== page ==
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Zero-force pushbutton controls are untouchable

01 February, 2000

Zero-force pushbutton controls are untouchable

Accidental operation of pushbuttons is almost eliminated by a new type of hand-operated control that does not need to be pushed.

The "Zero-Force" button, developed by Rockwell Automation, uses a field effect technology to sense the presence of an operator`s hand. It is said to be almost impossible for items such as rags, tools or running water to trigger the button falsely. The buttons are also designed to minimise the risk of carpal tunnel syndrome or other disorders associated with repeated physical tasks such as button-pushing.

Because the sensors have a hand-shaped contoured surface, there is no need for operators to rotate their hands or to use one finger as happens with conventional pushbuttons. Rockwell claims it is the first supplier to adopt field effect sensing in this way. Although other force-free technologies are available - notably photoelectric and capacitive sensing - they are prone to false triggering by tools, shirtsleeves or other objects.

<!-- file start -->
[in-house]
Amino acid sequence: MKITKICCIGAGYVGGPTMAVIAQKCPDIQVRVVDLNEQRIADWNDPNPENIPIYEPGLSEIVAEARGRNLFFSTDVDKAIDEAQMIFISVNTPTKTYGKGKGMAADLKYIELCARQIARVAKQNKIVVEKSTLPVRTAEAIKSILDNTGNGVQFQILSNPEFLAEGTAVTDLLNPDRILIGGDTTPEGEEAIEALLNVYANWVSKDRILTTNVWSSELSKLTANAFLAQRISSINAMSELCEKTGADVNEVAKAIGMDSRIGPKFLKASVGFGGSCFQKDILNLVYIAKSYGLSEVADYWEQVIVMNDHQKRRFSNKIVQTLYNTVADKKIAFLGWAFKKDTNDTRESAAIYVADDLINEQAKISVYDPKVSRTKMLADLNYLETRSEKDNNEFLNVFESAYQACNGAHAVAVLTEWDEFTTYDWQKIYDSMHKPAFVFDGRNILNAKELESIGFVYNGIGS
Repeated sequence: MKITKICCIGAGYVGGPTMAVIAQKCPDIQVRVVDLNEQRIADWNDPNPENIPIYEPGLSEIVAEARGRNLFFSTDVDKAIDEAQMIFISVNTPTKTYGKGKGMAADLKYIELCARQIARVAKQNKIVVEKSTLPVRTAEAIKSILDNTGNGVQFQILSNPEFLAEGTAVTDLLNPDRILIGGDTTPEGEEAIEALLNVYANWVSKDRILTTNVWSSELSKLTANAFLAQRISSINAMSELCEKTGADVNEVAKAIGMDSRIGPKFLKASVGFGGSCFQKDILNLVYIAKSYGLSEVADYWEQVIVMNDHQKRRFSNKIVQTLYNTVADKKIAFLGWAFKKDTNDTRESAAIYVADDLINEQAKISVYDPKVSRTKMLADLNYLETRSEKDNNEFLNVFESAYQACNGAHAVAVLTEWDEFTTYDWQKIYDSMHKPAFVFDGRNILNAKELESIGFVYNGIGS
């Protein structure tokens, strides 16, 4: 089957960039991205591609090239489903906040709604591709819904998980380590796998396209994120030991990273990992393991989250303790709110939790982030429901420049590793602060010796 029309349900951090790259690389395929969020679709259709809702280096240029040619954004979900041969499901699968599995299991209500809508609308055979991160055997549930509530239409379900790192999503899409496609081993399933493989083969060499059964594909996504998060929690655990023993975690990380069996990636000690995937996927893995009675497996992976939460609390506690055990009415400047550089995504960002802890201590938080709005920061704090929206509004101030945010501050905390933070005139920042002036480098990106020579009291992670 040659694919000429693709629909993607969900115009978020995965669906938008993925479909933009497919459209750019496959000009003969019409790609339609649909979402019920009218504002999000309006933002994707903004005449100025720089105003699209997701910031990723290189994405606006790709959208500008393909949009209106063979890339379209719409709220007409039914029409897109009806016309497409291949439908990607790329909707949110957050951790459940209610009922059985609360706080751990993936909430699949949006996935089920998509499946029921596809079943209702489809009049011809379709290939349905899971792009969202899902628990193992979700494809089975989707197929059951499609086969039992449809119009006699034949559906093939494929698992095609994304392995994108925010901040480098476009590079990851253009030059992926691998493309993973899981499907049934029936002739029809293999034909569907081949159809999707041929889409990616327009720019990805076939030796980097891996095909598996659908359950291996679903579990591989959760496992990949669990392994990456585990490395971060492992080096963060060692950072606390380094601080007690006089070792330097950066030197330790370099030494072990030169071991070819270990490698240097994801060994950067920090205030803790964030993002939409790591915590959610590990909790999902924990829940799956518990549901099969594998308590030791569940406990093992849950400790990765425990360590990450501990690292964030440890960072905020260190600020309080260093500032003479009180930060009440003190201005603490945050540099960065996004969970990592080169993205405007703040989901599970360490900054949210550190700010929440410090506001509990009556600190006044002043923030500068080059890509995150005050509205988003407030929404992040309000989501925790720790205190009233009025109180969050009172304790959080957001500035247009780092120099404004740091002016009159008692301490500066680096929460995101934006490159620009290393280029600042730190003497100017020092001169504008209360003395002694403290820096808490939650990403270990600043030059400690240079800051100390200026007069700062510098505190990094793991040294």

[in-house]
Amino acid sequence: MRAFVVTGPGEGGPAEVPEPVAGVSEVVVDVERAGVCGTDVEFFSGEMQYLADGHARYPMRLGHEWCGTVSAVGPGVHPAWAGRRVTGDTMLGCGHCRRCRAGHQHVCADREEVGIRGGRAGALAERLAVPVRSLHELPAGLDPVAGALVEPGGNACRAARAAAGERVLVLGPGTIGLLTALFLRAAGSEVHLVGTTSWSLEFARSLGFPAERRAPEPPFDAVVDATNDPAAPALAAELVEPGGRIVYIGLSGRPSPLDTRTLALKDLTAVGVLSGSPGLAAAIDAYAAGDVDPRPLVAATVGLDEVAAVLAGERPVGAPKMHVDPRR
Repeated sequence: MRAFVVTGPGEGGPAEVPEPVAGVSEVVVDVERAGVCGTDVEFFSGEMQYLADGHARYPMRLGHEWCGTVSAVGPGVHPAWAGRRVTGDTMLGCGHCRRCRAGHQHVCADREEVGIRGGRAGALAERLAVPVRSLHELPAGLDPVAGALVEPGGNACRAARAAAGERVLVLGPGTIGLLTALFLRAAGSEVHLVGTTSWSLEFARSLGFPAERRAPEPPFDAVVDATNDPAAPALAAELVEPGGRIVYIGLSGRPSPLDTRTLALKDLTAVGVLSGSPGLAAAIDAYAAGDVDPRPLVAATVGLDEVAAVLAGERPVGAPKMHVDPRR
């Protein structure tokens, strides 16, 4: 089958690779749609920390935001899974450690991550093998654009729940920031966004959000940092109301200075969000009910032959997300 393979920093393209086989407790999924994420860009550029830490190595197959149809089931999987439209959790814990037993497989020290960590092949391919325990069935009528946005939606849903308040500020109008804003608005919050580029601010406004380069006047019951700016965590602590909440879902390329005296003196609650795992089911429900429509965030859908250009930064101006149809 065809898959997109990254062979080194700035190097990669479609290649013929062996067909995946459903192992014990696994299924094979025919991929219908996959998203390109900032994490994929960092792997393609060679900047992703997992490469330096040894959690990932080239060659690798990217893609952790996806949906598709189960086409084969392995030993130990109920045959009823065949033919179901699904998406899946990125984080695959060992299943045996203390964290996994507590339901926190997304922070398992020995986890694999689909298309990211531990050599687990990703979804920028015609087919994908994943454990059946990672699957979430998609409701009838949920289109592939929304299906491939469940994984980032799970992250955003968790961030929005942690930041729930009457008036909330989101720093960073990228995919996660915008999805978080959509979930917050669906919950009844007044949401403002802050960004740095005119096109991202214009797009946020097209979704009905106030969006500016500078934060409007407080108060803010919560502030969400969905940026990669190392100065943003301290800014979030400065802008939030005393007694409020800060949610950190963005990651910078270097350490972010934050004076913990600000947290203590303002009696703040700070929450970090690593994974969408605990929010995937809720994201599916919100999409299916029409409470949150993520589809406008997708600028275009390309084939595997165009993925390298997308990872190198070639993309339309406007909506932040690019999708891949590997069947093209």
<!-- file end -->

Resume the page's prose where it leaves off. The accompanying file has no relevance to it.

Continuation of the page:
The field effect system consists of a positively charged sensor pad surrounded by a negatively charged ring. An electric field is generated between the two. When an operator places their hand over the pad, the field is disturbed. This is sensed and converted into an electrical output by the button`s microprocessor control. Two independent sensors must be activated within 0.2s of each other, helping the sensor to distinguish between human touch and most foreign objects.

The buttons incorporate diagnostic circuitry which shuts them down if it senses something is amiss. This circuitry also protects against accidental contact during power-up, and the build-up of conductive materials on the surface of the button.

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